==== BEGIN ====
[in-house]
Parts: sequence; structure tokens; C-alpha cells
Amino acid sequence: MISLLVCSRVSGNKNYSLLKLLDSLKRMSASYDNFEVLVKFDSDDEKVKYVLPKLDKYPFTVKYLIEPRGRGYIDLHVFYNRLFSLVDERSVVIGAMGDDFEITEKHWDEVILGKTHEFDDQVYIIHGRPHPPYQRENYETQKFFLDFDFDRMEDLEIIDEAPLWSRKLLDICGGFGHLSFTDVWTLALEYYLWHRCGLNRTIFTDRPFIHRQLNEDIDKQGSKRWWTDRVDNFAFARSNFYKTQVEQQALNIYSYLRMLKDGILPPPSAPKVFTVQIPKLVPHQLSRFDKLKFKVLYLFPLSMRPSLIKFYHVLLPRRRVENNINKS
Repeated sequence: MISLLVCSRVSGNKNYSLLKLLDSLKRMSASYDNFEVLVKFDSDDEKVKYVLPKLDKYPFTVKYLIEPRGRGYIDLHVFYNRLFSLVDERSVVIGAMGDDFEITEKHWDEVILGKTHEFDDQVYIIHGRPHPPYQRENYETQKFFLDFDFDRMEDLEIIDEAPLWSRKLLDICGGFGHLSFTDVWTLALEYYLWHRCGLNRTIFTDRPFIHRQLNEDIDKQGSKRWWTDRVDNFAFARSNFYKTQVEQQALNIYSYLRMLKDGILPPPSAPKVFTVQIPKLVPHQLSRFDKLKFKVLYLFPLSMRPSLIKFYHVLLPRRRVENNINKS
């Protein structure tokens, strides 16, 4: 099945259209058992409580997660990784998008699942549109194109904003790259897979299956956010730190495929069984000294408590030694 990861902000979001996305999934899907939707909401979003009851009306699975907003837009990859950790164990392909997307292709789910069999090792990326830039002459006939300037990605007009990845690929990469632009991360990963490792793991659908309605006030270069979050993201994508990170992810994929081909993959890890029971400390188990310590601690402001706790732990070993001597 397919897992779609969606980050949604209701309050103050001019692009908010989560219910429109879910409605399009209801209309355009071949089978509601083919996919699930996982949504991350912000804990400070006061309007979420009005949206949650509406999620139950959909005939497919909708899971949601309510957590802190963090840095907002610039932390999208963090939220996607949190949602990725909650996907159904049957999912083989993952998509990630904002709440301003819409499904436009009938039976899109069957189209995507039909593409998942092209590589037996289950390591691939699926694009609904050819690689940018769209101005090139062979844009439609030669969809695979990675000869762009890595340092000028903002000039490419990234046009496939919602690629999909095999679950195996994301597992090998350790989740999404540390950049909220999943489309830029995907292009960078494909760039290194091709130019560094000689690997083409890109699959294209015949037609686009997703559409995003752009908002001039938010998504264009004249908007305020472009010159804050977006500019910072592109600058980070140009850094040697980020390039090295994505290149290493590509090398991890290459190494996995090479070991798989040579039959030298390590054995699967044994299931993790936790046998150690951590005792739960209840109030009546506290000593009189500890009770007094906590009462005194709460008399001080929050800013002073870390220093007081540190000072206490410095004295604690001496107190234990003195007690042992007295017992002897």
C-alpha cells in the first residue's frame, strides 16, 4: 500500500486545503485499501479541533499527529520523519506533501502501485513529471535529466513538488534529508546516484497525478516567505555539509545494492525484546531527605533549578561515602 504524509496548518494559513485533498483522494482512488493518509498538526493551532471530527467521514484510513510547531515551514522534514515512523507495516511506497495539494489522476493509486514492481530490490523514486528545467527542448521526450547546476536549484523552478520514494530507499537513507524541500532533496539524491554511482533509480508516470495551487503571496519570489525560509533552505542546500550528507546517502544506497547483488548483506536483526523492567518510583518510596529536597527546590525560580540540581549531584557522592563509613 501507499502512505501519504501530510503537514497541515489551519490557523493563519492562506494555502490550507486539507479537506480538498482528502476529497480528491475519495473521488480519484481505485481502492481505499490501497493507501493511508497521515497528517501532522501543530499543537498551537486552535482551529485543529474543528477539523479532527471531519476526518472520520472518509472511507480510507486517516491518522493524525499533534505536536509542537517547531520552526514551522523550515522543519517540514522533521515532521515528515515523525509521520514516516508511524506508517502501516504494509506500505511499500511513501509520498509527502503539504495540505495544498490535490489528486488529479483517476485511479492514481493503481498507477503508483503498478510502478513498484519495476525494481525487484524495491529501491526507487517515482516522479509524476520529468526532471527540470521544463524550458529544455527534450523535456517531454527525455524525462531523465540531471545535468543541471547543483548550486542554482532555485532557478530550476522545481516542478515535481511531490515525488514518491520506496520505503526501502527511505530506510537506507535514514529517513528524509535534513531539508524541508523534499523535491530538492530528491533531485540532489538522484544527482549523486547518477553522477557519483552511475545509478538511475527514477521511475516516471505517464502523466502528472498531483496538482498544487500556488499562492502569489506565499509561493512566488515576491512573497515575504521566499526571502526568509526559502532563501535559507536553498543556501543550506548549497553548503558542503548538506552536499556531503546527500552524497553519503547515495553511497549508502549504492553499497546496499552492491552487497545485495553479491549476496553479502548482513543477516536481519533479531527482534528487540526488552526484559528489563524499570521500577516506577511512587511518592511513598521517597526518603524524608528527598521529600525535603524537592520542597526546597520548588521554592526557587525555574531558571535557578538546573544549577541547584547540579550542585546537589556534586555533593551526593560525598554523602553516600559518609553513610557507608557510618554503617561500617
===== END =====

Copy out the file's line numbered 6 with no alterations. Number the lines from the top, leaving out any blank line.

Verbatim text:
C-alpha cells in the first residue's frame, strides 16, 4: 500500500486545503485499501479541533499527529520523519506533501502501485513529471535529466513538488534529508546516484497525478516567505555539509545494492525484546531527605533549578561515602 504524509496548518494559513485533498483522494482512488493518509498538526493551532471530527467521514484510513510547531515551514522534514515512523507495516511506497495539494489522476493509486514492481530490490523514486528545467527542448521526450547546476536549484523552478520514494530507499537513507524541500532533496539524491554511482533509480508516470495551487503571496519570489525560509533552505542546500550528507546517502544506497547483488548483506536483526523492567518510583518510596529536597527546590525560580540540581549531584557522592563509613 501507499502512505501519504501530510503537514497541515489551519490557523493563519492562506494555502490550507486539507479537506480538498482528502476529497480528491475519495473521488480519484481505485481502492481505499490501497493507501493511508497521515497528517501532522501543530499543537498551537486552535482551529485543529474543528477539523479532527471531519476526518472520520472518509472511507480510507486517516491518522493524525499533534505536536509542537517547531520552526514551522523550515522543519517540514522533521515532521515528515515523525509521520514516516508511524506508517502501516504494509506500505511499500511513501509520498509527502503539504495540505495544498490535490489528486488529479483517476485511479492514481493503481498507477503508483503498478510502478513498484519495476525494481525487484524495491529501491526507487517515482516522479509524476520529468526532471527540470521544463524550458529544455527534450523535456517531454527525455524525462531523465540531471545535468543541471547543483548550486542554482532555485532557478530550476522545481516542478515535481511531490515525488514518491520506496520505503526501502527511505530506510537506507535514514529517513528524509535534513531539508524541508523534499523535491530538492530528491533531485540532489538522484544527482549523486547518477553522477557519483552511475545509478538511475527514477521511475516516471505517464502523466502528472498531483496538482498544487500556488499562492502569489506565499509561493512566488515576491512573497515575504521566499526571502526568509526559502532563501535559507536553498543556501543550506548549497553548503558542503548538506552536499556531503546527500552524497553519503547515495553511497549508502549504492553499497546496499552492491552487497545485495553479491549476496553479502548482513543477516536481519533479531527482534528487540526488552526484559528489563524499570521500577516506577511512587511518592511513598521517597526518603524524608528527598521529600525535603524537592520542597526546597520548588521554592526557587525555574531558571535557578538546573544549577541547584547540579550542585546537589556534586555533593551526593560525598554523602553516600559518609553513610557507608557510618554503617561500617